As mentioned above, I replaced the landing gear with Jerry Rutman’s conversion. This provides the gear leg fairing in resin, with the gear leg itself done in white metal, with resin wheels. The conversion presents no difficulty, inasmuch as it directly replaces the kit parts.
The kit propeller blades are the right shape for a Ju-87B, but are incorrect for the paddle blades used by the Ju-87D and G series. These resin blades by Jerry Rutman do have some pitting on the surface, which is easily taken care of with an application of Mr. Surfacer 500 and 5 minutes with a sanding stick.
The kit canopy has such a tight fit for the pilot’s sliding section that it is nearly impossible to pose it in the open position without modifying the center section of the canopy to make it smaller in cross section and thereby allow the pilot’s canopy to be placed over it. I used the vacuform canopy from Jerry Rutman’s Stuka conversion set, which slides over the center section of the canopy without difficulty. Rather than use the decals the kit provides for the internal stiffeners in the canopy sections, I painted the insides of these with a 00000 brush, using Gunze-Sangyo “Tire Black”.
|COLORS & MARKINGS|
I first gave the model the standard 70/71/65 camouflage finish, using Tamiya “Light Blue”, “Black Green” and “Deep Green.” I used the paper masks provided in the kit instructions to get the sharp edges to the upper section camouflage. When these paints were dry, I gave the model a coat of Future.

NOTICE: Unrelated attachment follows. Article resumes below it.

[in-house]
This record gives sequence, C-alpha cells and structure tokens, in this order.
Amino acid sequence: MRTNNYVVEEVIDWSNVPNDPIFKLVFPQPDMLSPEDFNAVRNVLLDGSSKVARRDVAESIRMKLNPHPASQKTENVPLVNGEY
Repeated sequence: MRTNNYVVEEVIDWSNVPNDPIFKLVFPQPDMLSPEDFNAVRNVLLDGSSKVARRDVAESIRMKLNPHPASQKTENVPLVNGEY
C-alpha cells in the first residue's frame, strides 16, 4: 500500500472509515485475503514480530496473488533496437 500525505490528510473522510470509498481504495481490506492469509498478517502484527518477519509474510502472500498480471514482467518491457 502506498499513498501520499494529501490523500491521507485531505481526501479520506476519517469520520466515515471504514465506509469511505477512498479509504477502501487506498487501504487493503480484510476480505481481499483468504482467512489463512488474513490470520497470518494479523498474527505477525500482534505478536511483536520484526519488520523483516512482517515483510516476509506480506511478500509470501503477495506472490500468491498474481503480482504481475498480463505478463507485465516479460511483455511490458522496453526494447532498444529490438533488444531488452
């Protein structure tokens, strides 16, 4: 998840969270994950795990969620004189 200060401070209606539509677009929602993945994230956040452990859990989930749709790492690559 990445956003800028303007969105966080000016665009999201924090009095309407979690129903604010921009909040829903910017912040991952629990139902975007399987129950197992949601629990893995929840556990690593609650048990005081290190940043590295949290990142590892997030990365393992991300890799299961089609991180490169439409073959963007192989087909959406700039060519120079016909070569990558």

The kit decals were applied to do the airplane in the boxart. The new Hasegawa decals are thin and go down without difficulty under a coat of Micro-Sol. When these decals were dry, I washed the model to get rid of setting solution residue, then gave the model a coat of Xtracrylix “Satin” Varnish overall.
I then applied the “scribble” camouflage, using Gunze-Sangyo RLM79 “Sandy Yellow” for the upper camouflage and Tamiya “Black Green” for the lower scribbles on the fuselage. Close-up photos of Luftwaffe airplanes painted with the “wave mirror” or “scribble” pattern show these were applied roughly in the field, and the application could differ across different sections of the airplane since it was being applied by more than one person. I therefore used the airbrush at different settings over the nose, rear fuselage, each wing and the tail. The white insignias were lightly overpainted as they were shown in photos to have been “dulled down” for night operations.
I applied three coats of Xtracrylix “Flat” Varnish with a brushful of Tamiya “Flat Base” added in to get a really flat and weathered finish. I gave the model exhaust stains with Tamiya “Smoke.” The ordnance was attached and the sliding sections of the canopies attached in the open position.
For the hard-core Stuka fan, the Ju-87D-8 provides the end of the series. The night camouflage, which varied from unit to unit, gives opportunity for a different look from other Stuka models. Hasegawa’s 1/32 Stuka kits look quite nice straight out of the box, and look really nice with the extra added detail of the Eduard photo-etch set. This is an easy kit to build that presents no difficulties and results in a good-looking model. Highly recommended.
Thanks to HobbyLink Japan for the review copy. Get yours at www.hlj.com
Copyright ModelingMadness.com January 2008